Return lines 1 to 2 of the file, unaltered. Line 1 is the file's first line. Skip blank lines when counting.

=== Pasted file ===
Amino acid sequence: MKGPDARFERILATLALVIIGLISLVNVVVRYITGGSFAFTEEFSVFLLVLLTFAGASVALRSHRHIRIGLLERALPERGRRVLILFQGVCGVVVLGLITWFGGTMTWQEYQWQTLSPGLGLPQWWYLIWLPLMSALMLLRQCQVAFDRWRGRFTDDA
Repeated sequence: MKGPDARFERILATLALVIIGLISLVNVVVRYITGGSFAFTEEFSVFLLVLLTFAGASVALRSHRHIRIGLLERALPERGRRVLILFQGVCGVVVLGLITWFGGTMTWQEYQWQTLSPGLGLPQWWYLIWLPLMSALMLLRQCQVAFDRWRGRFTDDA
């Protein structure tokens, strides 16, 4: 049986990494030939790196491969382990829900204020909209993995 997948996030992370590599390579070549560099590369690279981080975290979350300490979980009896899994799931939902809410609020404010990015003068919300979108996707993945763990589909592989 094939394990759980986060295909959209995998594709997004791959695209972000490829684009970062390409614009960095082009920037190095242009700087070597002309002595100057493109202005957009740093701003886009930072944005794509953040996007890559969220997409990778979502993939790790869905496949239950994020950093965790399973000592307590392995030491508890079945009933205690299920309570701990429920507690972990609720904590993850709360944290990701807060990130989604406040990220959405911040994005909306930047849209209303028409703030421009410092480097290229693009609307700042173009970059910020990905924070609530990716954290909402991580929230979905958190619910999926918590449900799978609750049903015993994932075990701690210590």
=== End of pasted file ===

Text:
Amino acid sequence: MKGPDARFERILATLALVIIGLISLVNVVVRYITGGSFAFTEEFSVFLLVLLTFAGASVALRSHRHIRIGLLERALPERGRRVLILFQGVCGVVVLGLITWFGGTMTWQEYQWQTLSPGLGLPQWWYLIWLPLMSALMLLRQCQVAFDRWRGRFTDDA
Repeated sequence: MKGPDARFERILATLALVIIGLISLVNVVVRYITGGSFAFTEEFSVFLLVLLTFAGASVALRSHRHIRIGLLERALPERGRRVLILFQGVCGVVVLGLITWFGGTMTWQEYQWQTLSPGLGLPQWWYLIWLPLMSALMLLRQCQVAFDRWRGRFTDDA